A pediatric neurosurgeon born in Detroit, Michigan and made famous by a successful operation he performed to separate Siamese twins in 1987, Benjamin S. Carson, Sr. was raised by his mother Sonya after his parents divorced when he was 8 years old. His mother was only 13 when she married and had dropped out of high-school to marry. Struggling to survive and support her two sons, Benjamin and Curtis, she often worked two to three jobs at a time just to make ends meet. By the time Benjamin was in the fifth grade, however, he had slipped to the bottom of his class and developed an uncontrollable temper.

This led to strict action on the part of his mother. She cut the boy’s television watching and only allowed them to play once all their homework was complete. She also required her two sons to each read two library books a week—and provide her with written book reports. Even though she had trouble reading what they had written because of her lack of education, she stuck to her guns. She often pretended to read the reports.

Within just a few weeks, Benjamin had turned around his failing grades and after a year, Benjamin was at the top of his classes. When he realized that he wasn’t stupid, a hunger for more knowledge overtook Benjamin and he began to read everything he could get his hands on. He graduated with honors from high school and then attended Yale University, earning a Psychology degree.

He shifted his interest from psychiatry to neurosurgery after entering the Medical School of the University of Michigan. Carson had developed excellent hand-eye coordination and deployed excellent 3-D reasoning skills that helped to make him a superior surgeon. Though he started out in adult neurosurgery, he moved to pediatric neurosurgery because he believed that he could prolong children’s lives with his work and have a greater impact in his work. By 32, he was named the Johns Hopkins Hospital Director of Pediatric Neurosurgery in Baltimore.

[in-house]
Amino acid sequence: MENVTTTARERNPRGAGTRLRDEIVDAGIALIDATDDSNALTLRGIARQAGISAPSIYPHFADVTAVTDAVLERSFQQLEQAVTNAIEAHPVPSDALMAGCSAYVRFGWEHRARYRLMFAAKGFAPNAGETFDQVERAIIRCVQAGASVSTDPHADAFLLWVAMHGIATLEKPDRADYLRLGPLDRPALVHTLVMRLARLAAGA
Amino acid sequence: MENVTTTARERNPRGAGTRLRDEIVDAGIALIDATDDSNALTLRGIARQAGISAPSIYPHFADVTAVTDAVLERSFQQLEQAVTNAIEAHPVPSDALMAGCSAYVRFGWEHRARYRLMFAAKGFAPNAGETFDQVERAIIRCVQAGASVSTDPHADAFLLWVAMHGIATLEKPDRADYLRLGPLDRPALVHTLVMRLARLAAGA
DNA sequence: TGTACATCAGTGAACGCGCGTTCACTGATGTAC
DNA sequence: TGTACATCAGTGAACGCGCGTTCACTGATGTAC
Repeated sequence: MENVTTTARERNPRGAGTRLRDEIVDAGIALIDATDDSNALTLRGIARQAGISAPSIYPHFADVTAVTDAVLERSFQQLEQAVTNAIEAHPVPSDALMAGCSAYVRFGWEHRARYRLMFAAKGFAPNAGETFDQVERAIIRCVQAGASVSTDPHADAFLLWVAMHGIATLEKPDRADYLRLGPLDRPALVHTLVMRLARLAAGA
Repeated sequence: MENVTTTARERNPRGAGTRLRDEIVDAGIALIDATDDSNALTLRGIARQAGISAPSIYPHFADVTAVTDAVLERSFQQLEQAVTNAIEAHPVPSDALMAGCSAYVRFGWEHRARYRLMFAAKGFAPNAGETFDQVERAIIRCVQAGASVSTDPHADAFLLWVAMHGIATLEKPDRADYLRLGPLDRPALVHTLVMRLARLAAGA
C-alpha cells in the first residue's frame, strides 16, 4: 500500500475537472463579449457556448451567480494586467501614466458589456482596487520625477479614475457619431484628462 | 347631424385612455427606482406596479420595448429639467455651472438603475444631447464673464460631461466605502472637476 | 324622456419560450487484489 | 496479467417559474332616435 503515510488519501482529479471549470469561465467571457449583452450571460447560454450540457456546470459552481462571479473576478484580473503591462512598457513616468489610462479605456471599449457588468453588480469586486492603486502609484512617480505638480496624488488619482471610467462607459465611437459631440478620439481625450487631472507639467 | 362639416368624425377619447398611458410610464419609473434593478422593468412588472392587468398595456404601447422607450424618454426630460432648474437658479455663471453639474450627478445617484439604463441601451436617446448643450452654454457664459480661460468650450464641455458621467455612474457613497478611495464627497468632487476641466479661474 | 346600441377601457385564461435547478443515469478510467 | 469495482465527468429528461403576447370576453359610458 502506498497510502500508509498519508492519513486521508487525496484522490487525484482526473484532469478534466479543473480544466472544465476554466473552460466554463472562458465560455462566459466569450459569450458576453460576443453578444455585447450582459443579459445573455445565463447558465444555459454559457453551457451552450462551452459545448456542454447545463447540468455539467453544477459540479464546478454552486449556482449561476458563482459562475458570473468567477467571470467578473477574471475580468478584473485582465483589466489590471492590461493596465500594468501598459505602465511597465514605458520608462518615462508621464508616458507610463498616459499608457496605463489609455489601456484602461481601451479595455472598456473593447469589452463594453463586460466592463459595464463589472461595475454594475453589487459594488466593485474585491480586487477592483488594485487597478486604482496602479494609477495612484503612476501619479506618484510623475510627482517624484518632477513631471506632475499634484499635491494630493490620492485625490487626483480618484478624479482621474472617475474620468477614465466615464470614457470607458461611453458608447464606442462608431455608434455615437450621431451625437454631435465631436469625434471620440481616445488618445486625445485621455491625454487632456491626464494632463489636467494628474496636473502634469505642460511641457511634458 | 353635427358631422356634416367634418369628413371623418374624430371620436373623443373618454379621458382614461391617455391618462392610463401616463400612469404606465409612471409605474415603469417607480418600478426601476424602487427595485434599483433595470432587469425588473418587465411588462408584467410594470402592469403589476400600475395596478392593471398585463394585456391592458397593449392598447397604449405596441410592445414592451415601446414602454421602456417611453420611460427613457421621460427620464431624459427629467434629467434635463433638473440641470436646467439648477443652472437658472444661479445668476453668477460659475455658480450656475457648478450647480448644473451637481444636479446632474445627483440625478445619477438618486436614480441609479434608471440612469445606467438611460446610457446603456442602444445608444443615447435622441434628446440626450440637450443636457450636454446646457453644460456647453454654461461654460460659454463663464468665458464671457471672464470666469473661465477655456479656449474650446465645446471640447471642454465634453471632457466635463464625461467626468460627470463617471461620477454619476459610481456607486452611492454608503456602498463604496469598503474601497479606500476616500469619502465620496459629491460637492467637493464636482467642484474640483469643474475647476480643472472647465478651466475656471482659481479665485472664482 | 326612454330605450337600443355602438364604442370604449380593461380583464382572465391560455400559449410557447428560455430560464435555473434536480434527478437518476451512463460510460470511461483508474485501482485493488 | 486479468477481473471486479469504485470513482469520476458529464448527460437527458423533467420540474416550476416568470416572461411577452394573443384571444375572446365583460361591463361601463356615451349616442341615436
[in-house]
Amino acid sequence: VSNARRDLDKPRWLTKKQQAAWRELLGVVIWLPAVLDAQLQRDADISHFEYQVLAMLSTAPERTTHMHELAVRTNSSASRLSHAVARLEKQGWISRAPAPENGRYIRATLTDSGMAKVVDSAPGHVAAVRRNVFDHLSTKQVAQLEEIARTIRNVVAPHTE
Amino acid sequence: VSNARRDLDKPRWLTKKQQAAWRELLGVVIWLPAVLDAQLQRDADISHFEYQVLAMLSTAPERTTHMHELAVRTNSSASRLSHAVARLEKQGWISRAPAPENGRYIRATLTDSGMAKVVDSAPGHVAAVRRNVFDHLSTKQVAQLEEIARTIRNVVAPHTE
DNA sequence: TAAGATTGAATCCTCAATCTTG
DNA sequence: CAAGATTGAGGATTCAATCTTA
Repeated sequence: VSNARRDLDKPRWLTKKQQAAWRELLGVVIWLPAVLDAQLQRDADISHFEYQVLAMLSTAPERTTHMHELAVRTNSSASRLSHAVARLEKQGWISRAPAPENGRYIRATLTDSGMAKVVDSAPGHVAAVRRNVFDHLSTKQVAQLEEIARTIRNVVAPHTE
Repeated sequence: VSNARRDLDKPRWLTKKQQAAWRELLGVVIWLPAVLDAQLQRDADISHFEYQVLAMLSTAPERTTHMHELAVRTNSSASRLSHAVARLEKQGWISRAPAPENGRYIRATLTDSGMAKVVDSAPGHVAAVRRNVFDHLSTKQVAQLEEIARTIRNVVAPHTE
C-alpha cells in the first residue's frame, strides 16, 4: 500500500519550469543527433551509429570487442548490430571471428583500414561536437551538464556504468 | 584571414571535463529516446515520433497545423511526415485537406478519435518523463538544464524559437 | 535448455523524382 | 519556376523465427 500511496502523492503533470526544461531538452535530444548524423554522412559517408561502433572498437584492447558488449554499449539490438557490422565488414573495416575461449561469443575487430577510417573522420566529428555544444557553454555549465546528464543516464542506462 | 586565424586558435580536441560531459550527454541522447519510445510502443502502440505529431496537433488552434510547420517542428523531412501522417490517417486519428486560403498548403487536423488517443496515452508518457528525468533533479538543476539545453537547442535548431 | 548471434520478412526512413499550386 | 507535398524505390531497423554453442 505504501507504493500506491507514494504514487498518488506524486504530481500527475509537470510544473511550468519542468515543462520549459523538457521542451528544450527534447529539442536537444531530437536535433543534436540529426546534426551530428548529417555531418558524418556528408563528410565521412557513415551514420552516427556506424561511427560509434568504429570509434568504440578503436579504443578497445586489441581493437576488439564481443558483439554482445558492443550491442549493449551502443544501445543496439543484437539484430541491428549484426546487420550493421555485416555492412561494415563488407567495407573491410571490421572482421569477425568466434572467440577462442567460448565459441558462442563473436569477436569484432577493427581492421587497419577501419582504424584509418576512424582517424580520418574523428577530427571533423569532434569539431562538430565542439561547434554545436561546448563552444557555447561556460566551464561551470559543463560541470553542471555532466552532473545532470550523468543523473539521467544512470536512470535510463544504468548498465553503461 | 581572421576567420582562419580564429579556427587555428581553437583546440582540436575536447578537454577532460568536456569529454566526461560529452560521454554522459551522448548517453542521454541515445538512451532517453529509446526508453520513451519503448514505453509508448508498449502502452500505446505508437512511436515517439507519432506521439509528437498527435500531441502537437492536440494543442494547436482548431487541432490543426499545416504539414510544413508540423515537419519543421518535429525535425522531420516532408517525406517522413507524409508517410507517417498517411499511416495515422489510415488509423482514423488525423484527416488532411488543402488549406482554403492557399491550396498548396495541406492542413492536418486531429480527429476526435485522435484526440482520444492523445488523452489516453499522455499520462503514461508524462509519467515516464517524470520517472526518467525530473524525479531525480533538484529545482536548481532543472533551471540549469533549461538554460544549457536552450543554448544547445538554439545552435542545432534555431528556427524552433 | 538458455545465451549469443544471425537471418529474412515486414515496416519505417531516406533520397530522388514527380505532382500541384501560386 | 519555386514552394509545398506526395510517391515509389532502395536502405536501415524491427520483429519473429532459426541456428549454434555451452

Making medical history with the separation of a pair of Siamese twins in 1987 who were joined at the back of the head, Dr. Carson has developed several surgical innovations throughout his career landing him the White House’s Presidential Medal of Freedom in 2008, one of the highest civilian awards available. What made his innovative procedure work on the twins is how he applied techniques used in heart surgery to this specialized surgery.

The problem with separting the twins at the back of the head would be an extreme loss of blood. After talking to a colleague and asking him how this was handled on pediatric heart patients, Carson thought that he would use the same technique on the Siamese twins. The technique involves hypothermic arrest, which essentially shuts down the heart briefly during critical surgical procedures to prevent excessive bleeding. The procedure worked, much to the astonishment of other doctors, as this kind of surgery had never been completed successfully. Usually one or both of the attached Siamese twins would die.

A speaker often in demand across the United States, Carson has also written five books, “Gifted Hands,” “The Big Picture,” “Take the Risk,” “America the Beautiful” and “Think Big,” a motivational book. A Seventh-Day Adventist, Carson’s personal philosophies include the belief in hard work and a faith in God. A movie appeared on TNT in 2009 with Academy Award Winner Cuba Gooding, Jr. starring as Carson, titled “Gifted hands: The Ben Carson Story.”

In 1975 Carson married his Yale sweetheart, Candy Rustin, a musician. They have three sons Rhoeyce, Benjamin Jr., and Murray. In 2002, Carson was diagnosed with prostate cancer and has cut back on his speaking and medical schedule, though he still performs operations. To read more about Dr. Benjamin S. Carson, Sr., please review any one of the many links: